“Lethal injection was not anesthesiology’s idea,” remarked Orin Guidry, president of the American Society of Anesthesiologists. “The legal system has painted itself into this corner and it is not our obligation to get it out.”
Anesthesiologist Joel Zivot echoes this sentiment. “Speaking as a physician, I just want to say: Leave my stuff alone. Leave my profession out of it. I’ve had patients say to me: ‘Wow, is this the stuff they kill people with?’ I think that the state is impugning me, making it harder for me to do my job.”
Back to the future
State prison authorities have proved surprisingly short of weapons to fight the embargo—many have difficulty even producing a signed doctor’s prescription for execution drugs. Ohio, Florida, and Louisiana have now failed to procure even compounded pentobarbital, and their choice to replace it, midazolam, has been added to the restricted list.
This March, Delaware became the first state to publicly abandon efforts to replace its expired supplies. Arkansas’ attorney general last year called the state’s capital punishment system “completely broken.” Citing lack of drugs and of willing medical staff, he said, “it’s either abolish the death penalty or change the method of execution.”
Many states still have the legal option of electric chair, firing squad, or hanging, and initiatives are now cropping up in state houses to return to more violent but swifter methods. None has yet passed, but these methods are not so far behind us as some imagine. The last execution by firing squad was in 2010, the last by gas chamber was in 1999, and the last hanging occurred in 1996. The last use of the electric chair was in 2013 in Virginia.
A national poll conducted after McGuire’s execution found widespread support for the death penalty at 62%, with only 26% against. But when asked about specific methods, only lethal injection, supported by 57%, had majority support.6
While state corrections authorities cling to lethal injection, public advocates of the death penalty have already moved on. Michael Rushford, president of the Criminal Justice Legal Foundation, believes the medicalization of death was a wrong turn.
“Nitrogen is an inert gas. You could put someone in a room with Ethel Merman songs and turn on the gas and they would just go to sleep. You could just lower the air pressure in a room, and—as I learned as an Air Force navigator—they would quickly fall asleep. Likewise, carbon monoxide is dangerous precisely because victims fall asleep without noticing. Rather than involve a quasi-medical procedure, training people to insert needles, a much more peaceful passing would occur with some of these methods. You eliminate all the medical questions. No doctor is going to have his career at risk, no drug company will be picketed or boycotted.”
A short acting barbiturate general anesthetic used to cause unconsciousness in all lethal injections from the first, in 1982, until 2011. For most of that period it was the first drug injected in the standard three drug protocol. After challenges to the three drug protocol, some states switched to using thiopental alone to induce anesthesia and cause death. But US production ceased in 2009, and the EU barred sales to the US in 2011. No state retains a supply today.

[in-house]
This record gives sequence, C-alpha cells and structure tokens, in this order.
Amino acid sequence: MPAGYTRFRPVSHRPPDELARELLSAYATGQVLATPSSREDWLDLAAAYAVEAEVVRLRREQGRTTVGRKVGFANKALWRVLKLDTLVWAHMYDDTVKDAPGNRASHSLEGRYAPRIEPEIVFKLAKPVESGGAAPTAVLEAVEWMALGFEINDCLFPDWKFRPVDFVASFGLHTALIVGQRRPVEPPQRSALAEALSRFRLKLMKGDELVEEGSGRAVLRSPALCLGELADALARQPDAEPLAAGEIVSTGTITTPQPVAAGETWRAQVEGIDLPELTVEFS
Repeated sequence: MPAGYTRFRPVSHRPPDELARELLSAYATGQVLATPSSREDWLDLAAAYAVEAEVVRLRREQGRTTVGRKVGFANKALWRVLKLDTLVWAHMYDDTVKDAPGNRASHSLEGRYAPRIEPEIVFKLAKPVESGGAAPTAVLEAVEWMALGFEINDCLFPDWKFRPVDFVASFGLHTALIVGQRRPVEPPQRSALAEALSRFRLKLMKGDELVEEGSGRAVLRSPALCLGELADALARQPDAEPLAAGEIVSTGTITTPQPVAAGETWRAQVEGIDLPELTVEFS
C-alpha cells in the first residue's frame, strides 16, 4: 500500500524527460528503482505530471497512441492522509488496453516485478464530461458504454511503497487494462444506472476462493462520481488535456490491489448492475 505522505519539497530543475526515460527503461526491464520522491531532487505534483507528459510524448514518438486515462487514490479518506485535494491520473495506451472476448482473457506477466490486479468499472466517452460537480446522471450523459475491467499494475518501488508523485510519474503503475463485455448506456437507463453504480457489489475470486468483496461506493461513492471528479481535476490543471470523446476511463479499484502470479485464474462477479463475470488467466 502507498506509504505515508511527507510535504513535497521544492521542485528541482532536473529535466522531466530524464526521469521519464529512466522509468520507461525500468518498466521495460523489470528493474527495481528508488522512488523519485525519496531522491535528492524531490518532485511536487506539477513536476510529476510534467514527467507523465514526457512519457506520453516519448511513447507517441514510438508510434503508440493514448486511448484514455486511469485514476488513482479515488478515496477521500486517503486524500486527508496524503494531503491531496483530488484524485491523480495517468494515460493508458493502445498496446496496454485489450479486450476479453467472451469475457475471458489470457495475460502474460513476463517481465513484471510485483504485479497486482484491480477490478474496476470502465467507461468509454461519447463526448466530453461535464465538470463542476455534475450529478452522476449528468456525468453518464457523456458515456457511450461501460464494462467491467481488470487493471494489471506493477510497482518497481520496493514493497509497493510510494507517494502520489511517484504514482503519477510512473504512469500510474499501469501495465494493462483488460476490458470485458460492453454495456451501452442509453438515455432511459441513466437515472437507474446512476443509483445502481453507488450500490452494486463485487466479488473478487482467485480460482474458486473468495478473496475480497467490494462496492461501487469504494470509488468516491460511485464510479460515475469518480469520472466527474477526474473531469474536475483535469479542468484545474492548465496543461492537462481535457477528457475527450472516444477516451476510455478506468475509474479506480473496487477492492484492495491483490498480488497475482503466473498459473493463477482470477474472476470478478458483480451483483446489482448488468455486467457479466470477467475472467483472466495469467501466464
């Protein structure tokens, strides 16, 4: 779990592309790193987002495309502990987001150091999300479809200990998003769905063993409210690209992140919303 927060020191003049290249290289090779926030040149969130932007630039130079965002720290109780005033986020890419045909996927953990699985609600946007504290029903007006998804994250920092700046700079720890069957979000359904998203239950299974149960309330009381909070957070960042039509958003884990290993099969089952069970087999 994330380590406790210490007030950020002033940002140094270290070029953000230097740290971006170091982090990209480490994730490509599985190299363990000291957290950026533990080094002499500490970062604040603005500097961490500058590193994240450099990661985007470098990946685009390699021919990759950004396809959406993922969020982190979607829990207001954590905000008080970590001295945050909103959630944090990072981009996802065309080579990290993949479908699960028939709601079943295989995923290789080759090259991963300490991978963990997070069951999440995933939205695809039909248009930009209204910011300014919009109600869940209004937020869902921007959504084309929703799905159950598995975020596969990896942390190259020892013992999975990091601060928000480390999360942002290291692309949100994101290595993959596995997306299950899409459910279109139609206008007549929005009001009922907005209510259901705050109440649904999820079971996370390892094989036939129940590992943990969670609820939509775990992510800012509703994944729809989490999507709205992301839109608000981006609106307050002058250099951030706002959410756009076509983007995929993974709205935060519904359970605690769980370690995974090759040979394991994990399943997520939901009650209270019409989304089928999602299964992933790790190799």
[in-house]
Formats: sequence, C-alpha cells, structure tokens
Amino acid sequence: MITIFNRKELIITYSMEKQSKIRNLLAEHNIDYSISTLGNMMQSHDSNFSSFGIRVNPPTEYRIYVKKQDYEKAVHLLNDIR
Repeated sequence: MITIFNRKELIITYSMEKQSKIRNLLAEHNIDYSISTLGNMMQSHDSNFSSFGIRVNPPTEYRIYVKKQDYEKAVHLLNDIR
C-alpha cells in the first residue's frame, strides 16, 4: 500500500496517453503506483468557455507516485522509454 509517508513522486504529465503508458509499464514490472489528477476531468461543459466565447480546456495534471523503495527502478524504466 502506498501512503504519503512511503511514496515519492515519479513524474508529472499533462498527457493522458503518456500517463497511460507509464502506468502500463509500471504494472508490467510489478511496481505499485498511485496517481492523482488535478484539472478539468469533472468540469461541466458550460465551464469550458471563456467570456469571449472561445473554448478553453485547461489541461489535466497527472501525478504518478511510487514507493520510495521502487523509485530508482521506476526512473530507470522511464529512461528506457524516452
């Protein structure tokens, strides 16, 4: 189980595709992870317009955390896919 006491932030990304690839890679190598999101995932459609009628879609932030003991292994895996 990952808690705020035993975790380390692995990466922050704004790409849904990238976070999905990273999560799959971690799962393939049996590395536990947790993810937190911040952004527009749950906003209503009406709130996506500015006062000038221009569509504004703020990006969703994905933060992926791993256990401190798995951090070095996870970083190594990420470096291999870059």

A neuromuscular blocking agent and the second drug in the old three drug protocol. Pancuronium was intended to stop breathing and induce paralysis. It was under increasing legal challenge, as opponents argued that if thiopental failed to induce anesthesia, pancuronium would cause great suffering but prevent the prisoner from showing it. Export to the US is banned by Britain and several other European countries, rendering pancuronium and its analogues increasingly unavailable.
A metal halide salt that, in large doses, rapidly stops the heart, it was the third drug in the standard three drug protocol. It remains available but has become less relevant as states move towards anesthetic only protocols.
This short acting barbiturate, widely used in animal euthanasia, was prison authorities’ preferred replacement for thiopental, administered alone in a lethal dose. The EU has not yet banned export to the US, but several countries including Britain have, and the sales policy of principal maker Lundbeck has put the manufactured product out of reach of US corrections departments. As a result they have turned to compounding pharmacies.
This short acting hypnotic/amnestic agent is one of the most commonly used drugs in US hospitals, and when Missouri announced plans to adopt it as an execution drug, an intense backlash from the medical community forced them to rapidly change course.
This short acting benzodiazepine has recently become the drug of last resort for states unable to find pentobarbital. It has been used on two occasions, one of which was the controversial execution of Dennis McGuire in Ohio, which led that state to suspend executions while it reviewed its procedure.
A derivative of morphine, the analgesic hydromorphone has been used once in lethal injection, in the execution of Dennis McGuire.
Cite this as: BMJ 2014;348:g2670
Competing interests: I have read and understood the BMJ Group policy on declaration of interests and have no relevant interests to declare.
Provenance and peer review: Commissioned; not externally peer reviewed.